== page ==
I would second the advice wet dog gave you, don’t give up on the dream but for sure do not buy a boat and permit right off the bat. There are so many things you need to learn navigation really being a minor issue if you ask me. You need to learn how the salmon behave, how tides and weather affect that flow, how to fix your power roller with improvised pieces of warmed rubber, how to mend the huge whale holes, how to pull up to a tender in 80 knot winds and not kill anyone/damage fiberglass. You really want to see all this from the perspective of the deckhand, who for better and for worse really doesn’t have much into a fishing operation but their time and gear costs. You do not want to sink your savings or borrow against the equity of your home to finance an already risky business venture. I have many a friend who remarks on their successful winter jobs, " I run this or that enterprise so I can afford to fish " . Don’t find out how hard it is wearing the skipper hat.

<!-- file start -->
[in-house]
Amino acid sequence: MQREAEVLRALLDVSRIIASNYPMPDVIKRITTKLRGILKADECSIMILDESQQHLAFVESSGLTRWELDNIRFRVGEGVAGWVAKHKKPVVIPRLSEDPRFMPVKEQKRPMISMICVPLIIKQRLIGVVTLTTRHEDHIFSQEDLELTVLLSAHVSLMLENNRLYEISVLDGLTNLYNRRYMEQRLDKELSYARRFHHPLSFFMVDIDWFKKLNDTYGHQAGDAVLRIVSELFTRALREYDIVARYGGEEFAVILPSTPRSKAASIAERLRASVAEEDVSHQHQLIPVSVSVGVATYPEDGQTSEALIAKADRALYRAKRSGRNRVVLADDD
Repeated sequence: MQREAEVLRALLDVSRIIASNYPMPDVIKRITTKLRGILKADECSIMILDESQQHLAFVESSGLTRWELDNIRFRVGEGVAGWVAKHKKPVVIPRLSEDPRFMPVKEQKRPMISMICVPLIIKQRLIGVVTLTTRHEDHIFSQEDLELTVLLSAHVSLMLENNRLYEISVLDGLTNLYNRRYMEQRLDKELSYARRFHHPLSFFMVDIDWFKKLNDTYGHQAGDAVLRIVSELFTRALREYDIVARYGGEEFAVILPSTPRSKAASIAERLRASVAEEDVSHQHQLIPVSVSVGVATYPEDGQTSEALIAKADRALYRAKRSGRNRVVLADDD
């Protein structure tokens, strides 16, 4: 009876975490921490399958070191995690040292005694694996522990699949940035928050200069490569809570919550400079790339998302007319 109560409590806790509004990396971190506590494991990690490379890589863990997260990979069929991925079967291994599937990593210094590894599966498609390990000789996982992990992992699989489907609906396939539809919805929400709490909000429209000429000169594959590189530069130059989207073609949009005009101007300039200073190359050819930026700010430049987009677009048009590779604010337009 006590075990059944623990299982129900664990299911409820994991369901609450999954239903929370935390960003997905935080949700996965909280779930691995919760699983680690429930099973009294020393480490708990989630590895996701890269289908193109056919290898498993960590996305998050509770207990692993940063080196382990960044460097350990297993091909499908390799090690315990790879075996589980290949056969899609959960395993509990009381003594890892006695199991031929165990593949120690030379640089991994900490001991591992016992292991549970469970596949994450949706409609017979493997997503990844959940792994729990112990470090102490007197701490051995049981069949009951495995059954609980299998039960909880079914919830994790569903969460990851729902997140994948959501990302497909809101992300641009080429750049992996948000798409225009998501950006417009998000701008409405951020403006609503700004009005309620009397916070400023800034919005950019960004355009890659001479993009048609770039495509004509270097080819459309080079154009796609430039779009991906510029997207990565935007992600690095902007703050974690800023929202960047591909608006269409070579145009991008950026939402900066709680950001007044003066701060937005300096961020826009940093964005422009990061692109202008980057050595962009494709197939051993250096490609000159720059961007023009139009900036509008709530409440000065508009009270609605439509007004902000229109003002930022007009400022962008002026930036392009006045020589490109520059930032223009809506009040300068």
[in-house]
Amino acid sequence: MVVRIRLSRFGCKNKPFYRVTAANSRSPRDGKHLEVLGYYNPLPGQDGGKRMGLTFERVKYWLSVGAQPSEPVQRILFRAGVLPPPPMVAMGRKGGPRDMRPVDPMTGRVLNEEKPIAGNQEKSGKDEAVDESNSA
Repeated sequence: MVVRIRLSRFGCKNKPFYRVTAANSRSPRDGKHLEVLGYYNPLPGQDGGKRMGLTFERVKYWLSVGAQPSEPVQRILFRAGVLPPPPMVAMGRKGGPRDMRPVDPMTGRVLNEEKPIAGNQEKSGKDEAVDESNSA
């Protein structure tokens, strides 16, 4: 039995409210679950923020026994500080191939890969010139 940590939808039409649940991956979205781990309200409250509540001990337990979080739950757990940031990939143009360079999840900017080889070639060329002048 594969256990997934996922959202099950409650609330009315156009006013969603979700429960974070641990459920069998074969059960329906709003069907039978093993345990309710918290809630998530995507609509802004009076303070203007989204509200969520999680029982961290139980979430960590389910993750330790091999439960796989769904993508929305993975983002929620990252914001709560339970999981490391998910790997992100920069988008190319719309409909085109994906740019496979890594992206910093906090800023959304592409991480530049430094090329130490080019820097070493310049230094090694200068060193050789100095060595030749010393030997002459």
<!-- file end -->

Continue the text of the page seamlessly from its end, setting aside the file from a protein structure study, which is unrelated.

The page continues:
Having said all this stuff you don’t want to hear I’ll go ahead and assume you’ll ignore every word. In that case I would buy a 34 foot Branko boat with a chiller unit and a recently rebuilt engine. I would buy or lease my permit out in False Pass ( aka Area M, Port Moller way beyond Bristol Bay ) or the Prince William Sound. These areas have lots of fishing time typically and there is time to make mistakes. Assuming you know the ins and outs of plumbing, electrical, diesel motors and reefer units and also assuming you hire an experienced man ( 10 or more years ) you could just go out and learn by doing and would eventually get along. You may go bust in the process but you’ll have done it your way.
I hope you go out and show us all up truthfully.